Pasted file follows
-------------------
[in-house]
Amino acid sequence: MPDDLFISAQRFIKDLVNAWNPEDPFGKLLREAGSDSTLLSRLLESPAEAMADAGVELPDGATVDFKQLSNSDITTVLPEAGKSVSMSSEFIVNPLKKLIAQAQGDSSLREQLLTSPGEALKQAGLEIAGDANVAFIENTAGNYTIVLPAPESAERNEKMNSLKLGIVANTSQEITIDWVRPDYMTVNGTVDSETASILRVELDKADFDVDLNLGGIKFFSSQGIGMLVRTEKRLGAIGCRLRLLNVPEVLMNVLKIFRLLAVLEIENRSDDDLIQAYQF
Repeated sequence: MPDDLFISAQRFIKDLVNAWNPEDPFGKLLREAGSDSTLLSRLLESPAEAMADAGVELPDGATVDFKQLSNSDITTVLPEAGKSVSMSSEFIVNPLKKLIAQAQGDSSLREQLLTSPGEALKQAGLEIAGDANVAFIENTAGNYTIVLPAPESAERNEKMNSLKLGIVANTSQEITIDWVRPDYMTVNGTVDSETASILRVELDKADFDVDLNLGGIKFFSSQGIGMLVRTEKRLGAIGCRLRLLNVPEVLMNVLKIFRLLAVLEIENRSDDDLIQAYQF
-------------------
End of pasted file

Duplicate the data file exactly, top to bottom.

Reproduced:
[in-house]
Amino acid sequence: MPDDLFISAQRFIKDLVNAWNPEDPFGKLLREAGSDSTLLSRLLESPAEAMADAGVELPDGATVDFKQLSNSDITTVLPEAGKSVSMSSEFIVNPLKKLIAQAQGDSSLREQLLTSPGEALKQAGLEIAGDANVAFIENTAGNYTIVLPAPESAERNEKMNSLKLGIVANTSQEITIDWVRPDYMTVNGTVDSETASILRVELDKADFDVDLNLGGIKFFSSQGIGMLVRTEKRLGAIGCRLRLLNVPEVLMNVLKIFRLLAVLEIENRSDDDLIQAYQF
Repeated sequence: MPDDLFISAQRFIKDLVNAWNPEDPFGKLLREAGSDSTLLSRLLESPAEAMADAGVELPDGATVDFKQLSNSDITTVLPEAGKSVSMSSEFIVNPLKKLIAQAQGDSSLREQLLTSPGEALKQAGLEIAGDANVAFIENTAGNYTIVLPAPESAERNEKMNSLKLGIVANTSQEITIDWVRPDYMTVNGTVDSETASILRVELDKADFDVDLNLGGIKFFSSQGIGMLVRTEKRLGAIGCRLRLLNVPEVLMNVLKIFRLLAVLEIENRSDDDLIQAYQF